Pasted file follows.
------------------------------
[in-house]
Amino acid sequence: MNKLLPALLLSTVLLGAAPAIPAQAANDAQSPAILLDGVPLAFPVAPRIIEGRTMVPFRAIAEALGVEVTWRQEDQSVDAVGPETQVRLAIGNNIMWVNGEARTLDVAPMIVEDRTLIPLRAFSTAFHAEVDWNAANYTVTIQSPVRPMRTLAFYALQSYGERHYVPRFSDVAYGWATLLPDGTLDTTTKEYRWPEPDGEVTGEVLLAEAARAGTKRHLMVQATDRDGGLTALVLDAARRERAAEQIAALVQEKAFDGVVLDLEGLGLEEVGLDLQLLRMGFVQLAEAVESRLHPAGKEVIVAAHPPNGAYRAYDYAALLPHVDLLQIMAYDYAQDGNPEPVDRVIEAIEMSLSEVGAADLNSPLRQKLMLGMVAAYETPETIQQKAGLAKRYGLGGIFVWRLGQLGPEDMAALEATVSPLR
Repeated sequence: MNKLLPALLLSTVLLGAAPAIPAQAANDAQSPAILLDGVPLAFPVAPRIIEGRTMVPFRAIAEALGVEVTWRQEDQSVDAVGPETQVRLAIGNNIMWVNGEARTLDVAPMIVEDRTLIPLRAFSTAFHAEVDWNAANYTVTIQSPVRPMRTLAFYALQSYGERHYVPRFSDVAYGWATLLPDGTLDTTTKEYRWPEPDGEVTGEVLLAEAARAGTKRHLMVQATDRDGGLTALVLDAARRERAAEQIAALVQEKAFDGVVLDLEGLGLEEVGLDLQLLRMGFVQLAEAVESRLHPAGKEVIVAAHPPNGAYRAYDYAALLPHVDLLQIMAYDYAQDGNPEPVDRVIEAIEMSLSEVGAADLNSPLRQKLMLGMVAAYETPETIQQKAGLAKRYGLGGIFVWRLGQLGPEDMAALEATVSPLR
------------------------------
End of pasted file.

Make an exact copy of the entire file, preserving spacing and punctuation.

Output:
[in-house]
Amino acid sequence: MNKLLPALLLSTVLLGAAPAIPAQAANDAQSPAILLDGVPLAFPVAPRIIEGRTMVPFRAIAEALGVEVTWRQEDQSVDAVGPETQVRLAIGNNIMWVNGEARTLDVAPMIVEDRTLIPLRAFSTAFHAEVDWNAANYTVTIQSPVRPMRTLAFYALQSYGERHYVPRFSDVAYGWATLLPDGTLDTTTKEYRWPEPDGEVTGEVLLAEAARAGTKRHLMVQATDRDGGLTALVLDAARRERAAEQIAALVQEKAFDGVVLDLEGLGLEEVGLDLQLLRMGFVQLAEAVESRLHPAGKEVIVAAHPPNGAYRAYDYAALLPHVDLLQIMAYDYAQDGNPEPVDRVIEAIEMSLSEVGAADLNSPLRQKLMLGMVAAYETPETIQQKAGLAKRYGLGGIFVWRLGQLGPEDMAALEATVSPLR
Repeated sequence: MNKLLPALLLSTVLLGAAPAIPAQAANDAQSPAILLDGVPLAFPVAPRIIEGRTMVPFRAIAEALGVEVTWRQEDQSVDAVGPETQVRLAIGNNIMWVNGEARTLDVAPMIVEDRTLIPLRAFSTAFHAEVDWNAANYTVTIQSPVRPMRTLAFYALQSYGERHYVPRFSDVAYGWATLLPDGTLDTTTKEYRWPEPDGEVTGEVLLAEAARAGTKRHLMVQATDRDGGLTALVLDAARRERAAEQIAALVQEKAFDGVVLDLEGLGLEEVGLDLQLLRMGFVQLAEAVESRLHPAGKEVIVAAHPPNGAYRAYDYAALLPHVDLLQIMAYDYAQDGNPEPVDRVIEAIEMSLSEVGAADLNSPLRQKLMLGMVAAYETPETIQQKAGLAKRYGLGGIFVWRLGQLGPEDMAALEATVSPLR